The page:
The referendum announced on Monday by the Greek prime minister, George Papandreou, is probably the final bell before Greece defaults and quits the euro. Assuming it is not withdrawn amid all the political turmoil afflicting the ruling party, the vote is planned for January, and the issue will presumably be the latest bailout. But the real question will be: “Euro or drachma?”
Greece’s ruling elite understands the dilemma perfectly, hence the negative reaction of political parties and the press to Papandreou’s initiative, with six senior officials of his own party calling on him to resign. If the vote goes against the euro, Greece’s economic, political and diplomatic strategy of the last 30 years would be deeply shaken. The repercussions would be incalculable, for Greece but also for Europe.
Papandreou’s decision has not been taken lightly, even though it has a whiff of the unpredictability of his family as politicians. The main reason for it is that Greece has become increasingly ungovernable through successive European Union “rescue” packages.
Rapid unravelling of domestic political power began in the summer, with mass gatherings across Greece’s major urban centres. The largest were in Syntagma Square in Athens, where the Aganaktismenoi (the “Outraged”) dismissed the political system and demanded “real democracy”. An enormous demonstration took place in June, the government was shaken and Papandreou even resigned for a few hours, seeking a coalition government with the opposition. But a lack of political focus by the Aganaktismenoi allowed the government to escape.
In September popular unrest returned even more decisively, led by trade unions that had broken their links with the ruling party. Local authority employees allowed rubbish to accumulate in the cities. Electricity workers said they would not co-operate with a government plan to collect a property tax via electricity bills. Civil servants began to occupy ministries and other institutions, profoundly weakening the capacity of the Greek state to collect taxes and cut expenditure.
The balance was probably tipped on 28 October, the anniversary of Greek entry into the second world war. Traditionally there are student and military parades in urban centres, the largest in Thessaloniki. In an unprecedented act, crowds of bystanders disrupted parades across the country, including in Thessaloniki. Government representatives were hounded and the president was called a traitor. The mechanisms of symbolic and ideological power of the Greek state buckled.
The reaction of the crowd signalled a development that has been in the offing for a while. By imposing ruthless austerity, privatisation and liberalisation, the EU has eventually succeeded in igniting the nationalist sentiment of Greeks. The rejection of the latest bailout has taken a nationalist tinge, often directed against perceived German domination.
Lest it be misunderstood, this is not yet virulent nationalism. It is more a reaction to the loss of national sovereignty and independence that would result from the permanent monitoring of Greek finances by EU bureaucrats, and from the plan to sell a huge range of public assets to pay off debt.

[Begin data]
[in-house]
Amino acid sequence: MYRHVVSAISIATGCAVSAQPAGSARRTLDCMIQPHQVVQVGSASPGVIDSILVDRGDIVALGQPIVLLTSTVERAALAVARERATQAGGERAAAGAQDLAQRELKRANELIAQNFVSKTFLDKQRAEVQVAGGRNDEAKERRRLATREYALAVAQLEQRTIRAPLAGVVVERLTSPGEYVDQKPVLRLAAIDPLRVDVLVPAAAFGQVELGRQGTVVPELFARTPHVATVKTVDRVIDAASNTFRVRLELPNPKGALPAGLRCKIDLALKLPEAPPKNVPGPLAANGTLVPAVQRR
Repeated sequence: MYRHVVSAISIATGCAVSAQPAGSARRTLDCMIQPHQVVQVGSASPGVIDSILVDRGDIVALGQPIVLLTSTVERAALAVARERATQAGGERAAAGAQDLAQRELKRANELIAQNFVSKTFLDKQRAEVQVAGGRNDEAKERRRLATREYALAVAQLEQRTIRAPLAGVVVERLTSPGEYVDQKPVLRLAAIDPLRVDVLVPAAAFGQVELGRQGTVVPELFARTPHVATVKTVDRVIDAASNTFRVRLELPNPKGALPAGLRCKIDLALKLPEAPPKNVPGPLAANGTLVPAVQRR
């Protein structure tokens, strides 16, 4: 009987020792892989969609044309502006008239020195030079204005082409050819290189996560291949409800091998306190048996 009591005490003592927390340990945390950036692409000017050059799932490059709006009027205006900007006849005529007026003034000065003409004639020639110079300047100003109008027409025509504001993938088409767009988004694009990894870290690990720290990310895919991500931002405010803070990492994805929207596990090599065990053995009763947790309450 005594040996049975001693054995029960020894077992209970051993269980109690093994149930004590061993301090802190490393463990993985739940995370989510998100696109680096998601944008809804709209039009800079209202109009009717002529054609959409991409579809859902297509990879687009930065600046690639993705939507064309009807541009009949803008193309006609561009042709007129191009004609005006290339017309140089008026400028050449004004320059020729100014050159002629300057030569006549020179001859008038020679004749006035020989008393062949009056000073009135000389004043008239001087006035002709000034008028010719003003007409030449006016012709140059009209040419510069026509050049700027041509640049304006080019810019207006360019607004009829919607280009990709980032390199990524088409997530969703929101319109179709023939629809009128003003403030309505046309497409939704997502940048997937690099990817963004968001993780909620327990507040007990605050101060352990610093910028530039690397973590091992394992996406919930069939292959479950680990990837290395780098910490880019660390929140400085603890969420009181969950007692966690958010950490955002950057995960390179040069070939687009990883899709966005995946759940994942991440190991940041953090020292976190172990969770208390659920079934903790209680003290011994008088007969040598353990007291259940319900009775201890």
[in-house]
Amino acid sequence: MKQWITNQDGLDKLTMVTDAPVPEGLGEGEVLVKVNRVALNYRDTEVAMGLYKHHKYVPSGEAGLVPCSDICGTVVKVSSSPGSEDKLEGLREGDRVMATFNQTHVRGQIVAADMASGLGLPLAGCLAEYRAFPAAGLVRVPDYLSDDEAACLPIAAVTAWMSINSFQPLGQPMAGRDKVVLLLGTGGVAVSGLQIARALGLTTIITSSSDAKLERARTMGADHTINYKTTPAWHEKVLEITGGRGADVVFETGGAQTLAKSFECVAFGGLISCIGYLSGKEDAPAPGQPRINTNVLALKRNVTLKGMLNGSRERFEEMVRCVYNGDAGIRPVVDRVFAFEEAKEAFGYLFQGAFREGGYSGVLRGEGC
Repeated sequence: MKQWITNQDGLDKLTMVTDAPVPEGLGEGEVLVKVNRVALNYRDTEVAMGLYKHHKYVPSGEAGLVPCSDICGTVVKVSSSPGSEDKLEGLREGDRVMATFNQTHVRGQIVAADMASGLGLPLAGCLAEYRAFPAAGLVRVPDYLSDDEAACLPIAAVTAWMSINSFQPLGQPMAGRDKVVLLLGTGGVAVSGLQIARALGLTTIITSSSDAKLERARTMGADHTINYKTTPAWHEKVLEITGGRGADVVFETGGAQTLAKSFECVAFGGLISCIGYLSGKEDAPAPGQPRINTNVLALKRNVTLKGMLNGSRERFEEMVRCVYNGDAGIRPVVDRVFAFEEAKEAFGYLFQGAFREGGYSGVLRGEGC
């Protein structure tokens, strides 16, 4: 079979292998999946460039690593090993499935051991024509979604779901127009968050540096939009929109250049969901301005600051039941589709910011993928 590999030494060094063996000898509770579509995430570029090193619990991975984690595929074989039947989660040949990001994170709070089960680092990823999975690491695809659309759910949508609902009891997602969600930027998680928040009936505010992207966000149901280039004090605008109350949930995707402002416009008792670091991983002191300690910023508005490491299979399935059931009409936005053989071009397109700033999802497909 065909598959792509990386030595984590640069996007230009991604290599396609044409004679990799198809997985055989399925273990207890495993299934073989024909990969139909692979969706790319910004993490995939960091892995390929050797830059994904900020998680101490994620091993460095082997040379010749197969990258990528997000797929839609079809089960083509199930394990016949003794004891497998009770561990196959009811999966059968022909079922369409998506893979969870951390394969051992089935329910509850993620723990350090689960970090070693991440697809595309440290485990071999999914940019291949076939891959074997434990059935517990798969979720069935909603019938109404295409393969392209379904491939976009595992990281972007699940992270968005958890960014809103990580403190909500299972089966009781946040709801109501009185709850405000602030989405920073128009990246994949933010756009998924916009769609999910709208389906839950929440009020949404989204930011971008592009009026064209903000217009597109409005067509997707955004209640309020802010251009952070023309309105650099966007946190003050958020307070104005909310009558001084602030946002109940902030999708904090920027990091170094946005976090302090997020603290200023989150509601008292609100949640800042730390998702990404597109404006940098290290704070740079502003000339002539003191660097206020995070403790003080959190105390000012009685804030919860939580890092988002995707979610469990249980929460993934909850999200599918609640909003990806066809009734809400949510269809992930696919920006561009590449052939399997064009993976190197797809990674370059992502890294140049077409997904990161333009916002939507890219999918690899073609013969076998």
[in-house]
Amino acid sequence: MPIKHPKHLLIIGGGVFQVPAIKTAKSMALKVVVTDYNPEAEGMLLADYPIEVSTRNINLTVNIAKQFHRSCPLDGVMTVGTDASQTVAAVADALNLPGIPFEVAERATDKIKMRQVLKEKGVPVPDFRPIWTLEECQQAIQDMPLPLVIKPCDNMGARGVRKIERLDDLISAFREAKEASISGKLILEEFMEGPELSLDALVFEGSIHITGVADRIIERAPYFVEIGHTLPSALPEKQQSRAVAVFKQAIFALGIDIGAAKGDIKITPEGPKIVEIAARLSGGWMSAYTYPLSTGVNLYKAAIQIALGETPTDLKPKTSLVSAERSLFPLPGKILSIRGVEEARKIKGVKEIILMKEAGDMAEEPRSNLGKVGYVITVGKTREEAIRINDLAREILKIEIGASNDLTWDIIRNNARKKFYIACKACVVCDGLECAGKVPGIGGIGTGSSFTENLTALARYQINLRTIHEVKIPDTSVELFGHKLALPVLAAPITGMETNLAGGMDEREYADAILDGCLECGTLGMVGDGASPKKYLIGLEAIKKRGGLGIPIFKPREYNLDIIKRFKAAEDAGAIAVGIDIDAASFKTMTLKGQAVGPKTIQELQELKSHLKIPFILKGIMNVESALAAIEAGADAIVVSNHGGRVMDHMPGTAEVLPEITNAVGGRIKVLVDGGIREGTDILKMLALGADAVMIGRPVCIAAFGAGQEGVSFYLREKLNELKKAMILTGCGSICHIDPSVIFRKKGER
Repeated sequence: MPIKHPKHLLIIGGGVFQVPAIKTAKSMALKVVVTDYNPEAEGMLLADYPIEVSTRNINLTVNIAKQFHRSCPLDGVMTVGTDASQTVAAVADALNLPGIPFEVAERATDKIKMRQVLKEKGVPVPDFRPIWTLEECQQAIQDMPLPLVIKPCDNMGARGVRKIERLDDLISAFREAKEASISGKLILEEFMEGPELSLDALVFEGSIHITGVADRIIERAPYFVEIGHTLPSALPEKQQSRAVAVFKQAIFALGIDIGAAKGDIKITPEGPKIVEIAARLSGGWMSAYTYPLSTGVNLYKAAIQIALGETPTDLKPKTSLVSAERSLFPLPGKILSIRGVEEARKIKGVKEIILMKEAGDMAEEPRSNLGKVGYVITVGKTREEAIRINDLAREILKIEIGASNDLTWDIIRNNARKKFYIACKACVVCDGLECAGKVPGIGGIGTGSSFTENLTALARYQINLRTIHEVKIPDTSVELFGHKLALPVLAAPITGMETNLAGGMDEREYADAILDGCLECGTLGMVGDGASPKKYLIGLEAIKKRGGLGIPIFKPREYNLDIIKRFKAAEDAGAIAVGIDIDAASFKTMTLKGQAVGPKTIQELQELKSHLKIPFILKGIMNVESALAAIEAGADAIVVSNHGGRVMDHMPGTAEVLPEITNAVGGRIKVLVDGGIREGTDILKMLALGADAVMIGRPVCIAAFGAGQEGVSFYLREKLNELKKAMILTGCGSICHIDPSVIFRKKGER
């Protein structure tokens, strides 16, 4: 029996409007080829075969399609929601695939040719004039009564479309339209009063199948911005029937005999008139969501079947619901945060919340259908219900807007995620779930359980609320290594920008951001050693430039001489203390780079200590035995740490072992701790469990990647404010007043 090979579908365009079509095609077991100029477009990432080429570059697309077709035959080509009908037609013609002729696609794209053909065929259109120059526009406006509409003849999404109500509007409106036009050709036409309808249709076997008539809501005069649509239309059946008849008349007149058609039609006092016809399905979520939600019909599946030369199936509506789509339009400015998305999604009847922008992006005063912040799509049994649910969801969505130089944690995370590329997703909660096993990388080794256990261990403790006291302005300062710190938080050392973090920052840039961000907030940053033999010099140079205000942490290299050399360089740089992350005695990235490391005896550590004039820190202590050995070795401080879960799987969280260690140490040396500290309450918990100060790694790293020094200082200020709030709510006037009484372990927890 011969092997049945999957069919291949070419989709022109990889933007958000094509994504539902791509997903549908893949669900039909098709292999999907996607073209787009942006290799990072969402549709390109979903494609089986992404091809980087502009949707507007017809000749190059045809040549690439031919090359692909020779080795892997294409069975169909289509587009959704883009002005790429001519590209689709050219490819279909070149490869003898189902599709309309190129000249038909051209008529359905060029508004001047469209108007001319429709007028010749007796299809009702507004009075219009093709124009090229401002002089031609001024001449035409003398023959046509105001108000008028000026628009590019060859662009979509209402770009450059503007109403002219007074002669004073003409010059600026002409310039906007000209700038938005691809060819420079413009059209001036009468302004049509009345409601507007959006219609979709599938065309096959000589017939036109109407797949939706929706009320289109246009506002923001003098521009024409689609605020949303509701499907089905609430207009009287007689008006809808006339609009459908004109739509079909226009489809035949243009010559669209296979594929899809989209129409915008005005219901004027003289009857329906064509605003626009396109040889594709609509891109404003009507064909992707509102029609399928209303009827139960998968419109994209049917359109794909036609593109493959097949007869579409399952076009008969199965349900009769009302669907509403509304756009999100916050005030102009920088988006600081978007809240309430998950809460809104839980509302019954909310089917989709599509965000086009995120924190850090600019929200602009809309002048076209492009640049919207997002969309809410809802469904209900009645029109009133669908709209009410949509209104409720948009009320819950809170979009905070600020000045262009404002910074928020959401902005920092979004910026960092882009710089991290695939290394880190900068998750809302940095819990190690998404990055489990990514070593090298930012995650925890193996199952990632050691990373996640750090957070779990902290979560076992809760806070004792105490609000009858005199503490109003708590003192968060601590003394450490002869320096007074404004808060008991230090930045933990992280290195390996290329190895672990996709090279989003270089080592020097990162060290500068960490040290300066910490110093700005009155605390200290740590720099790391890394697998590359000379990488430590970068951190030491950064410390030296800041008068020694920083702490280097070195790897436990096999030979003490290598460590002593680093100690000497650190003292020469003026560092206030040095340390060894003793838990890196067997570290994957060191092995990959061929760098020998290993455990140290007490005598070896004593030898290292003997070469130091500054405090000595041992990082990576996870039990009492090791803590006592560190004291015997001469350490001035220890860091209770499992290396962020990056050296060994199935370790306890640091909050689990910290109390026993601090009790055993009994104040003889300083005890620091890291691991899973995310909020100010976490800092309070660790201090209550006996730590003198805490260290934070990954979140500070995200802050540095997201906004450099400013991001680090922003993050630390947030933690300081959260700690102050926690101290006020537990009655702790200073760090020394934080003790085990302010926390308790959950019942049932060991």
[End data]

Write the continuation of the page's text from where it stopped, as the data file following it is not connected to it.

It is also a reaction to the palpable weakening of the democratic process in the course of the crisis. Papandreou is fully aware of the risk of being branded a traitor, fairly or unfairly. He is also aware of the advancing collapse of his government. But he is reluctant to hold fresh elections because he knows his party would be destroyed. And so he has opted for the desperate gamble of the referendum in the hope of buying time, as well as scaring people with the “euro or drachma” question.
It remains to be seen whether there will be a referendum. The government has to win a vote of confidence in parliament this week, which is far from certain. There could well be rapid political change that instead leads to elections.
The import of Papandreou’s move, however, is that it has put the real dilemma of this crisis in front of the Greek people. If debated freely, there would be no guarantees that the Greeks would opt for the euro. And if they chose to quit, it is possible the monetary union would begin to unravel.
Greece quitting the euro of its own accord would probably come as a surprise to policymakers in the EU. They never really intended to drive Greece out since the risk to banks would be enormous. Misled by the meek attitude of the Greek government, they imposed ever harsher measures, imagining they were doing Greeks a favour. Someone in the bubble of Brussels should have told the decision-makers what was really happening among Greece’s grassroots.
The real risk was always that Greece would be forced by necessity to break free of the euro, and this is now more likely than ever.
By Costas Lapavitsas, a professor of economics at the School of Oriental and African Studies, University of London.